Wilcoxon: When Strikeforce created its Grand Prix brackets, they stacked one side with all four of the fighters ranked in the top ten.  The first of those fights saw Fedor Emelianenko upset by Antonio Silva.  This fight matches the Strikeforce heavyweight champion against the first man to beat Fedor in a decade.

Overeem has gone from promising light heavyweight prospect to a giant of a heavyweight.  The Dutch kickboxer hasn’t lost since 2007 and has captured both the Strikeforce and the Dream heavyweight titles, as well as winning the 2010 K-1 Grand Prix in that span.  Overeem is primarily a striker with good takedown defense, but he has actually won most of his MMA bouts via submission.

Werdum, on the other hand, is a grappler.  He is a BJJ black belt who shocked the world when he submitted Fedor in the first round of their bout.  In addition to his grappling, he spent years working with Mirko Cro Cop to hone his striking ability.  He had a short run in the UFC, where he went just 2-2.  Werdum may have a psychological edge since he defeated Overeem back in 2006.

Werdum has shocked me at times and utterly underwhelmed me at others.  His victory over Overeem was a long time ago and against a much smaller fighter.  I think this time is another story.  I see Werdum having trouble getting Overeem to the ground and eating strikes until late in the fight.  Overeem wins this either by a late TKO or one-sided decision.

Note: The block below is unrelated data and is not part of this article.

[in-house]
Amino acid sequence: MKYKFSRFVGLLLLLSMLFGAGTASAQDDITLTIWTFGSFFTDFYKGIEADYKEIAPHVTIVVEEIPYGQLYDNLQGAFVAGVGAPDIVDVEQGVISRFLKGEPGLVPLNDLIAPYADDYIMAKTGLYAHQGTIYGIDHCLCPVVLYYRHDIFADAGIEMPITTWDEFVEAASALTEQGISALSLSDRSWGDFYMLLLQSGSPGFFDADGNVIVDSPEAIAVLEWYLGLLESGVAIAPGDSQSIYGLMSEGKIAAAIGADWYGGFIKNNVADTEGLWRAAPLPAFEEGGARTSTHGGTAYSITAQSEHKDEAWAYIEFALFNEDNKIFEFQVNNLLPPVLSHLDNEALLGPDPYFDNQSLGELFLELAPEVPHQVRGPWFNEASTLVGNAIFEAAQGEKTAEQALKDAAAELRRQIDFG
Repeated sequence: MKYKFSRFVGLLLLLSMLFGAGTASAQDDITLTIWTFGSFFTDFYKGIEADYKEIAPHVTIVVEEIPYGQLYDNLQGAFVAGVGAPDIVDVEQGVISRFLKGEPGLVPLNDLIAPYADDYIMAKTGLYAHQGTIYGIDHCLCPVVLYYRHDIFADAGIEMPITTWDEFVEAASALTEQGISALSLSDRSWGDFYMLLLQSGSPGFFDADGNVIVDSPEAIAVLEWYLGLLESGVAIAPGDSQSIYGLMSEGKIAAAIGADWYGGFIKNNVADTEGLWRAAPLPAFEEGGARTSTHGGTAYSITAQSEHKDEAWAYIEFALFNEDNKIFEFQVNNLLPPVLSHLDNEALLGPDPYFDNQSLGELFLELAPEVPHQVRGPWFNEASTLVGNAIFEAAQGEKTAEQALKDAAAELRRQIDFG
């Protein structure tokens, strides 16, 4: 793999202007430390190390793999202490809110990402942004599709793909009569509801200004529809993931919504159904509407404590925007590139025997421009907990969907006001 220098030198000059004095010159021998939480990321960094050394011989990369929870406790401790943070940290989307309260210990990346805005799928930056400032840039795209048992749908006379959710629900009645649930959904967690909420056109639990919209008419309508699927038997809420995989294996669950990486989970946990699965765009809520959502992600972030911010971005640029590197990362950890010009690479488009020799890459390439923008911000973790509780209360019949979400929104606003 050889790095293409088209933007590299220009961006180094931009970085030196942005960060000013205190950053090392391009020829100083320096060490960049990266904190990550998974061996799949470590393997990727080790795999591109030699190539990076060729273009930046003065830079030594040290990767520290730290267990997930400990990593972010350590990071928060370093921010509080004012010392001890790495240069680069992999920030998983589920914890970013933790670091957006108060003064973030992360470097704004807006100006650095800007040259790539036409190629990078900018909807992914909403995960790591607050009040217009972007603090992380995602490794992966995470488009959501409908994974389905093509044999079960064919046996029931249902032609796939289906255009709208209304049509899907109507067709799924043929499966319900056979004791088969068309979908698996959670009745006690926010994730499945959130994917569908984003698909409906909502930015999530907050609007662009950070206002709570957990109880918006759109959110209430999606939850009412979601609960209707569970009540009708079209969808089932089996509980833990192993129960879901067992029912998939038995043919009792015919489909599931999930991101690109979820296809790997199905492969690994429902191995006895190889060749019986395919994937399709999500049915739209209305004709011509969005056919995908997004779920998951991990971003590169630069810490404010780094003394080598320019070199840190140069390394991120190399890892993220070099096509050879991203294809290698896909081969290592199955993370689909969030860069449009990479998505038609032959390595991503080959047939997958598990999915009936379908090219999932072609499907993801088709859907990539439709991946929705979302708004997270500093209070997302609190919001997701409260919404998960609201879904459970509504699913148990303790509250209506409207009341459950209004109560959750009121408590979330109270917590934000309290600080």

Henderson: I cannot really argue with Richard’s breakdown of this fight.

Fabricio Werdum (Credit: Dave Mandel/Sherdog)

Werdum shocked the world with his submission of Fedor Emelianenko and holds a win over Alistair, but Overeem’s recent dominance makes it hard to envision Werdum being able to get this fight to the ground where he can wrap up the Golden Glory product in a submission.

Overeem should be able to keep Werdum at arm’s length and utilize his elite K-1 striking abilities to convincingly finish Werdum.

I’ll say this one doesn’t make it out of the first round, with Alistair scoring a big knockout for the win.

Tatum: Werdum may be the most talented heavyweight grappler in MMA, with a slew of Abu Dhabi wins and one of the most dangerous guards in the sport.

Overeem is, without a doubt, the most dominant striker in the division.  He is one of the only MMA fighters to ever to claim a K-1 crown (Mark Hunt being the other) and has completely re-invented himself since a loss to Werdum over five years ago.  His last nine bouts haven’t even made it out of the first round.

Certainly Werdum has a chance if he can bait Overeem onto the mat, but I believe the Dutch wrecking machine known affectionately as “The Demolition Man” won’t make the same mistake as Emelianenko and will end Werdum’s tournament quickly and violently.

Top Photo: Alistair Overeem (Credit: Strikeforce)